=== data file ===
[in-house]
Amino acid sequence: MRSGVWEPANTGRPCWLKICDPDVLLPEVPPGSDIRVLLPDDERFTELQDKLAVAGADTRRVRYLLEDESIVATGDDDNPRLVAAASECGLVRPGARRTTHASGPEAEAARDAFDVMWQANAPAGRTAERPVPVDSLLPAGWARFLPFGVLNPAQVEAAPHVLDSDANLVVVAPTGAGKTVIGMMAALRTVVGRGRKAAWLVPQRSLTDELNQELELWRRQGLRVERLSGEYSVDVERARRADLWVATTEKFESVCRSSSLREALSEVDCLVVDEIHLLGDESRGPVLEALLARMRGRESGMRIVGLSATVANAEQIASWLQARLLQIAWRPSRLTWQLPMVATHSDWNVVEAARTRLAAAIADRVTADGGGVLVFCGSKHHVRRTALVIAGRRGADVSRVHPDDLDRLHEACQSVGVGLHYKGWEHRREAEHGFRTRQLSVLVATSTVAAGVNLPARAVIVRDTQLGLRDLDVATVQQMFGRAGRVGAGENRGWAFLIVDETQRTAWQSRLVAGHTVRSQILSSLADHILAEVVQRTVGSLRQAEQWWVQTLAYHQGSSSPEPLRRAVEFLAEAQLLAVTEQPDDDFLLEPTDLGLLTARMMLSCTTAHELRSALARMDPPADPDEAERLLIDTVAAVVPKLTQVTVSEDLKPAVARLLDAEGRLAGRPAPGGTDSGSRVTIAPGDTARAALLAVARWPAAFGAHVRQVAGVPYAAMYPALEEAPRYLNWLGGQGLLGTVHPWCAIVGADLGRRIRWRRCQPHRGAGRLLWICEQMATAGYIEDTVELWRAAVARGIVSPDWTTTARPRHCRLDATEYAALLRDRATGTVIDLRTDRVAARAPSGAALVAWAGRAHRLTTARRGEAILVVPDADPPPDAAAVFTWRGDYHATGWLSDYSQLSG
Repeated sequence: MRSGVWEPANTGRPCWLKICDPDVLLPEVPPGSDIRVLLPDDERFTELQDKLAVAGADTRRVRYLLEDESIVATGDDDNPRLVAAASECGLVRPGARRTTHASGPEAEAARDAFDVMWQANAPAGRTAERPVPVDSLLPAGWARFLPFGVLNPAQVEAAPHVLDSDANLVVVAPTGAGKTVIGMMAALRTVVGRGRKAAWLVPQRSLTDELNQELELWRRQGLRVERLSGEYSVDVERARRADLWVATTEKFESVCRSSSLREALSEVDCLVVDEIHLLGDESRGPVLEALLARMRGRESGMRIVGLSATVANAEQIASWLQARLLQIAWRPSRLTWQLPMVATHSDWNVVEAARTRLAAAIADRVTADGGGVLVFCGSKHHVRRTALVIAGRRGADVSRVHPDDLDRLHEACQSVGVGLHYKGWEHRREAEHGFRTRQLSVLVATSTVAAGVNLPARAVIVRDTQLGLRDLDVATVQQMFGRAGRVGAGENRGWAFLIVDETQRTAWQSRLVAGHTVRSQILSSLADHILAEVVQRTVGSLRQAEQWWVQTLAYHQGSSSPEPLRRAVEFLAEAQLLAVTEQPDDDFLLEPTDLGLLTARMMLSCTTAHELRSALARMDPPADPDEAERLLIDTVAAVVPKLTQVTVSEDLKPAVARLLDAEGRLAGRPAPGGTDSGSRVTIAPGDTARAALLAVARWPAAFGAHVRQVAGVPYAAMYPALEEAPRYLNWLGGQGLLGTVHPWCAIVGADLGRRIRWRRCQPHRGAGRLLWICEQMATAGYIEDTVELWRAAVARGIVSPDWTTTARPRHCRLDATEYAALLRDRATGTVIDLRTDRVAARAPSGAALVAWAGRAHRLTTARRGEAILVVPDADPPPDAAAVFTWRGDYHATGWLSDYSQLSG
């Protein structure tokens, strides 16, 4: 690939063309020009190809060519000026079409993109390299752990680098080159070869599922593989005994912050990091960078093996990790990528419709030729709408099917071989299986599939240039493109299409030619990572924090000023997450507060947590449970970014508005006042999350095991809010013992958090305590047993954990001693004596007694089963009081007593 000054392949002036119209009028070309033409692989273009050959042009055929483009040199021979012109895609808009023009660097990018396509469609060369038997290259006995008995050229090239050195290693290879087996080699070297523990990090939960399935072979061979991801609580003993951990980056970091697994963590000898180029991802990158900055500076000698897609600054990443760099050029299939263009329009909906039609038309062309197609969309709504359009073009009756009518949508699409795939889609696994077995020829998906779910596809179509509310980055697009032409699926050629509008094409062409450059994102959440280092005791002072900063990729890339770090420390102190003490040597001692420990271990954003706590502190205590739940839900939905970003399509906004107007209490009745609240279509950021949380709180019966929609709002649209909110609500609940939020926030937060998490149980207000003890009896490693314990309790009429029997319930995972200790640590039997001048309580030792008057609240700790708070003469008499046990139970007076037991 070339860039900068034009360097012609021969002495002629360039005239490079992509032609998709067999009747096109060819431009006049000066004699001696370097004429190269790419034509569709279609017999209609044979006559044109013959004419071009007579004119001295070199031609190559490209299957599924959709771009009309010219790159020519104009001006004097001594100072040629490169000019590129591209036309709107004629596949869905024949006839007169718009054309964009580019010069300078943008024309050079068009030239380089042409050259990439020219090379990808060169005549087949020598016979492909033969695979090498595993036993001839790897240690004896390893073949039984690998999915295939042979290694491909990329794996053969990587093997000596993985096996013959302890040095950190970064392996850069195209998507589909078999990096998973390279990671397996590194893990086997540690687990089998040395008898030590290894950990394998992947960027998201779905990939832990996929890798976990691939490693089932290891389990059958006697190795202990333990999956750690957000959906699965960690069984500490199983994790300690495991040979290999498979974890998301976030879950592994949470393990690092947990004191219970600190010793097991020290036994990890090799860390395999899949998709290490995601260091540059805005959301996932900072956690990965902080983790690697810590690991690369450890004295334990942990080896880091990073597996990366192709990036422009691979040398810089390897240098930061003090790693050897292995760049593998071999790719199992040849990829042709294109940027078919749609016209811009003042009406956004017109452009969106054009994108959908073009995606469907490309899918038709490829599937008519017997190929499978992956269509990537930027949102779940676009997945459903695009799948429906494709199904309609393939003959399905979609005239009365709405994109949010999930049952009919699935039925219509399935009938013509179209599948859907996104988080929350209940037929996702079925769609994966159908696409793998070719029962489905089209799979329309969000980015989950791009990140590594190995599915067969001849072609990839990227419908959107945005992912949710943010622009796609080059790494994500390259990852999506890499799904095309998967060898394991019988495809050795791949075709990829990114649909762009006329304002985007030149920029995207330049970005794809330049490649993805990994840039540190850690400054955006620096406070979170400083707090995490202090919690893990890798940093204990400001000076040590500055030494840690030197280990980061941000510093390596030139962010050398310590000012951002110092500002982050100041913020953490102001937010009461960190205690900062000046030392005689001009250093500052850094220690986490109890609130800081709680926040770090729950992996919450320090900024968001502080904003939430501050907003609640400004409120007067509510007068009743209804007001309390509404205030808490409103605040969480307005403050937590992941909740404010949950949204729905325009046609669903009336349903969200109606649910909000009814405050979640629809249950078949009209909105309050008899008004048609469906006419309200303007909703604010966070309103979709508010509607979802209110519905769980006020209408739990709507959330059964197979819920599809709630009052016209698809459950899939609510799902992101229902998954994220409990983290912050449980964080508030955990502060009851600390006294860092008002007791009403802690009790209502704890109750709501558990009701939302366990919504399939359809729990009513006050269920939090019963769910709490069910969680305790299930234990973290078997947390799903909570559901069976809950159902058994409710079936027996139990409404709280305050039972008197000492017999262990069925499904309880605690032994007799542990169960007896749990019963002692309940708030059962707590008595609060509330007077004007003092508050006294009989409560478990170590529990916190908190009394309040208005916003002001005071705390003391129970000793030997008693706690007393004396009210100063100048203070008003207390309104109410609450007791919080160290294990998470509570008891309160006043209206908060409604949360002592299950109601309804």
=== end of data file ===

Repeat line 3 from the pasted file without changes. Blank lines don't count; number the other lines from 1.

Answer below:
Repeated sequence: MRSGVWEPANTGRPCWLKICDPDVLLPEVPPGSDIRVLLPDDERFTELQDKLAVAGADTRRVRYLLEDESIVATGDDDNPRLVAAASECGLVRPGARRTTHASGPEAEAARDAFDVMWQANAPAGRTAERPVPVDSLLPAGWARFLPFGVLNPAQVEAAPHVLDSDANLVVVAPTGAGKTVIGMMAALRTVVGRGRKAAWLVPQRSLTDELNQELELWRRQGLRVERLSGEYSVDVERARRADLWVATTEKFESVCRSSSLREALSEVDCLVVDEIHLLGDESRGPVLEALLARMRGRESGMRIVGLSATVANAEQIASWLQARLLQIAWRPSRLTWQLPMVATHSDWNVVEAARTRLAAAIADRVTADGGGVLVFCGSKHHVRRTALVIAGRRGADVSRVHPDDLDRLHEACQSVGVGLHYKGWEHRREAEHGFRTRQLSVLVATSTVAAGVNLPARAVIVRDTQLGLRDLDVATVQQMFGRAGRVGAGENRGWAFLIVDETQRTAWQSRLVAGHTVRSQILSSLADHILAEVVQRTVGSLRQAEQWWVQTLAYHQGSSSPEPLRRAVEFLAEAQLLAVTEQPDDDFLLEPTDLGLLTARMMLSCTTAHELRSALARMDPPADPDEAERLLIDTVAAVVPKLTQVTVSEDLKPAVARLLDAEGRLAGRPAPGGTDSGSRVTIAPGDTARAALLAVARWPAAFGAHVRQVAGVPYAAMYPALEEAPRYLNWLGGQGLLGTVHPWCAIVGADLGRRIRWRRCQPHRGAGRLLWICEQMATAGYIEDTVELWRAAVARGIVSPDWTTTARPRHCRLDATEYAALLRDRATGTVIDLRTDRVAARAPSGAALVAWAGRAHRLTTARRGEAILVVPDADPPPDAAAVFTWRGDYHATGWLSDYSQLSG